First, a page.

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Pedaling For Gold

By Beacon Staff

Sam Kavanagh spent 10 consecutive days at home in Bozeman last week, his longest span since April. As an elite Paralympic cyclist, the Coram native has spent much of the year training and competing across the U.S. and Europe. The layover’s timing was fortunate, as Kavanagh was able to celebrate his nine-year wedding anniversary with his wife on July 14.

While he enjoyed the respite, which included spending precious time with his daughter Amelia, 1, his racing calendar dictated a precise end date. Kavanagh is scheduled to compete at the 2010 U.S. Paralympics Track Cycling Championships July 24-25 in Colorado Springs before traveling to Baie-Comeau, Quebec for the 2010 UCI Para-cycling World Championships in August.

“It’s a lot of travel,” he said of his lifestyle. “It takes an amazing wife.”

As a boy growing up in Coram, seven miles south of the west entrance to Glacier National Park, cycling was Kavanagh’s first form of transportation. Upon receiving his driver’s license, the first thing Kavanagh did was borrow the family car and drive to a bike shop where he purchased a new mountain bike.

“My father wouldn’t let me buy the bike before I got my license because he thought I would want to use the money toward a car,” he said, laughing at the memory.

In his sophomore year at Montana State University, Kavanagh found a competitive outlet for his hobby within the school’s cycling club. He married classmate Sara Rogers his junior year, graduated a year later from MSU with a civil engineering degree and settled in Bozeman, where he took advantage of the area’s numerous outdoor activities. He had no way of foreseeing the wrench life would soon throw in his tracks.

On New Year’s Day 2005, Kavanagh and four friends were backcountry skiing in the Centennial Mountains when an avalanche was triggered. One friend perished in the icy assault, while Kavanagh’s left leg was severely injured. After two days spent waiting for rescue, in a mountainside yurt, he was airlifted to Bozeman Deaconess hospital. On Jan. 13th, doctors were forced to amputate his leg below the knee.

A difficult period passed for Kavanagh. Yet after receiving a prosthetic leg in April, and with his wife’s encouragement, Kavanagh slowly began cycling again. He says he learned to look at what happened to him as being a “life-changing but not life-limiting” event.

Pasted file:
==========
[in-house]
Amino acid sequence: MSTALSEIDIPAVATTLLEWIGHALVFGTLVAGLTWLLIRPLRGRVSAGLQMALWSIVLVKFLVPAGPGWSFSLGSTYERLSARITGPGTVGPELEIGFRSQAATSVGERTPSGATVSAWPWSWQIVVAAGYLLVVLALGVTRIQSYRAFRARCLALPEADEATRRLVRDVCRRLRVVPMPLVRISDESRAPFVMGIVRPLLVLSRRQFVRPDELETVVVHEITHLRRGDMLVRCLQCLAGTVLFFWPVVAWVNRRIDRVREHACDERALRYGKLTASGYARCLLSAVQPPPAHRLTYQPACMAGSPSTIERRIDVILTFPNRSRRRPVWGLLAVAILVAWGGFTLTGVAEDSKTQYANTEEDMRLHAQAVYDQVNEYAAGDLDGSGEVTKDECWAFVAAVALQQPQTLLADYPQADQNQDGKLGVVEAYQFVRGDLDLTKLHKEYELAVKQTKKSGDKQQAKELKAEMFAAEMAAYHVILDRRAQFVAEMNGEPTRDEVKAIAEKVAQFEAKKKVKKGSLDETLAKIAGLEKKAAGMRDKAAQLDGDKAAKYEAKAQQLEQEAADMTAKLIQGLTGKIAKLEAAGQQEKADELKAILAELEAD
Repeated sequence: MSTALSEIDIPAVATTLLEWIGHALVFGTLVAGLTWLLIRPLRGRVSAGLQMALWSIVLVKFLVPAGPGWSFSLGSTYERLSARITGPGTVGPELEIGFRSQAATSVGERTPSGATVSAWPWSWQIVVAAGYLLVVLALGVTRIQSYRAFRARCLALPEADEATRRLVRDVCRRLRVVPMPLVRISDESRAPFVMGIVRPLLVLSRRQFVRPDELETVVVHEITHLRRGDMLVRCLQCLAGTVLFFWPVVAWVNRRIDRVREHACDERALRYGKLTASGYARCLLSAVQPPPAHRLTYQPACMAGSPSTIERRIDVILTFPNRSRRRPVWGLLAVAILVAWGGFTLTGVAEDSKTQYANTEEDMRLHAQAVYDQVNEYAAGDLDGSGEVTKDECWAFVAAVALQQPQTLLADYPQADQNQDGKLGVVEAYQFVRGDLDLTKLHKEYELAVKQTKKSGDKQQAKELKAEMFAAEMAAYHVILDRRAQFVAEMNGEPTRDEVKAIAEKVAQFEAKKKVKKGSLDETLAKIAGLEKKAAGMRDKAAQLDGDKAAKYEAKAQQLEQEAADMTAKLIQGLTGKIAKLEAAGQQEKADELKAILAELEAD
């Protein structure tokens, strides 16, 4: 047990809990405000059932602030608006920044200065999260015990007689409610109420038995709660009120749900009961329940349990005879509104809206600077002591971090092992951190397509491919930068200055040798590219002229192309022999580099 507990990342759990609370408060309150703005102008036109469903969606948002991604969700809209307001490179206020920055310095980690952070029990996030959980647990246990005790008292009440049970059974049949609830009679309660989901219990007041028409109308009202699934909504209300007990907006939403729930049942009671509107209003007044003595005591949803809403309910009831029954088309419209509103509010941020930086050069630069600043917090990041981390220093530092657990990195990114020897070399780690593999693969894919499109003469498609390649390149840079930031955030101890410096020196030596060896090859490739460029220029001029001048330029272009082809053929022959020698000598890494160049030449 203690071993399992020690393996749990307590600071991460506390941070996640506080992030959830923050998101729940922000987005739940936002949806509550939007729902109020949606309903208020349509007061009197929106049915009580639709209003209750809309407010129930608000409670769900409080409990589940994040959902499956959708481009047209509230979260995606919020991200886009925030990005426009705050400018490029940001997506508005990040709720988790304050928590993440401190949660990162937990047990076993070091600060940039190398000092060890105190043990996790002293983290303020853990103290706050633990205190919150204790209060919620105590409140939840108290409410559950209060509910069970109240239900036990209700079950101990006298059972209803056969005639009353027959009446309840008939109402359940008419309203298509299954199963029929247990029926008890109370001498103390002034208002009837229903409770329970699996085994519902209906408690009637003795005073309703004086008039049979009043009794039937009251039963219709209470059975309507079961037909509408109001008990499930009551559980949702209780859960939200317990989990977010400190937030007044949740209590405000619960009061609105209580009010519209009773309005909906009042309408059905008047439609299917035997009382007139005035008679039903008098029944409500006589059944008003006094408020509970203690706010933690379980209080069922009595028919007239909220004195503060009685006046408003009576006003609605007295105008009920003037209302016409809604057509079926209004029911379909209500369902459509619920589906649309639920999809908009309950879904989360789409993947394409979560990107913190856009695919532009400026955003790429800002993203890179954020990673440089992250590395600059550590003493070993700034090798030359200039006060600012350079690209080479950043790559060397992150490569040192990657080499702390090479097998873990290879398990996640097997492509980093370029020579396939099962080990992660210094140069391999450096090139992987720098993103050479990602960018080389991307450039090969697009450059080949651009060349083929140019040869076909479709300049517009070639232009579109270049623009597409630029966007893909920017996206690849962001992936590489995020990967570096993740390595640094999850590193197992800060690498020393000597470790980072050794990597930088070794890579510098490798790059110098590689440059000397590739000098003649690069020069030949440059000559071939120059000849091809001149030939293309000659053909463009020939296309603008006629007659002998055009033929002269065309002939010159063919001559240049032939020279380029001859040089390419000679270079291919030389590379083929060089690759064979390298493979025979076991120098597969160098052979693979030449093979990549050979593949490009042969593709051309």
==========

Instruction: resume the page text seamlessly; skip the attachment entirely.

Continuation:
A year after his amputation, he competed in the U.S. Paralympics National Championships, where his inner athletic spark returned.

“I’m a competitive person,” Kavanagh said. “Competition is the opportunity to measure oneself and bring out your best as an athlete.”

He paused a minute before adding, “I’d be lying to say that I’m not an adrenaline junkie.”

A year and a half ago, with his star rising in the sport, Kavanagh quit his civil engineering job and committed his life to training.

“It’s a full-time job,” he said. “I dedicate my work time to getting faster on my bike.”

Kavanagh trains with an ultimate goal in mind: competing in the 2012 Paralympics in London. Kavanagh missed qualifying for the 2008 Paralympics in Beijing by a haunting margin of two seconds.

“Every day I’m making a step forward to get there,” he said.

Kavanagh says he spends around 25 hours a week on the bike, but around 40 hours altogether are dedicated to training. During his rides he focuses more on the intensity rather than the overall mileage.

In order to fuel his training, Kavanagh must consume around 6,000 calories a day when in the heart of the season.

“To eat that much, you pretty much have to eat every time food crosses your path,” he said. “That being said, I make smart choices and stay away from the Doritos and whole pizzas.”

His progress is overseen by Craig Griffin, head coach of the U.S. Paralympic team. As Griffin lives in Colorado Springs, the two stay in contact via e-mail and cell phone and both use a computer program to measure Kavanagh’s outputs.

“It’s quite scientific,” Kavanagh said. “Sometimes we joke and say our coaches are wearing lab coats as they look at the information.”

Kavanagh adheres to a strictly regimented training because he knows the competition is fierce.

“The division I compete in is the fastest it’s ever been,” he said, noting that some Paralympic racers have contracts with teams that are primarily stabled by able-bodied racers. Yet Kavanagh comes off fresh from a number of recent victories, including two gold medals in June; one for the 55-kilometer road race and another for the 20k criterium at the Paralympic Road National Cycling Championships in Bend, Ore.

While Kavanagh serves as a role model to many, he says he has scores of his own, including, previous Paralympics athletes such as Ron Williams, a cyclist who medaled at the 2004 Paralympic Games.

“He was the first person to contact me, push me and mentor me,” he said.

But Kavanagh says he wouldn’t be anywhere near where he is today without the support of his wife.

“Without her love and encouragement through those dark and depressing times after the amputation, I don’t know where I’d be,” he said.

Kavanagh’s progress can be followed on his blog, www.nolimbitations.com.

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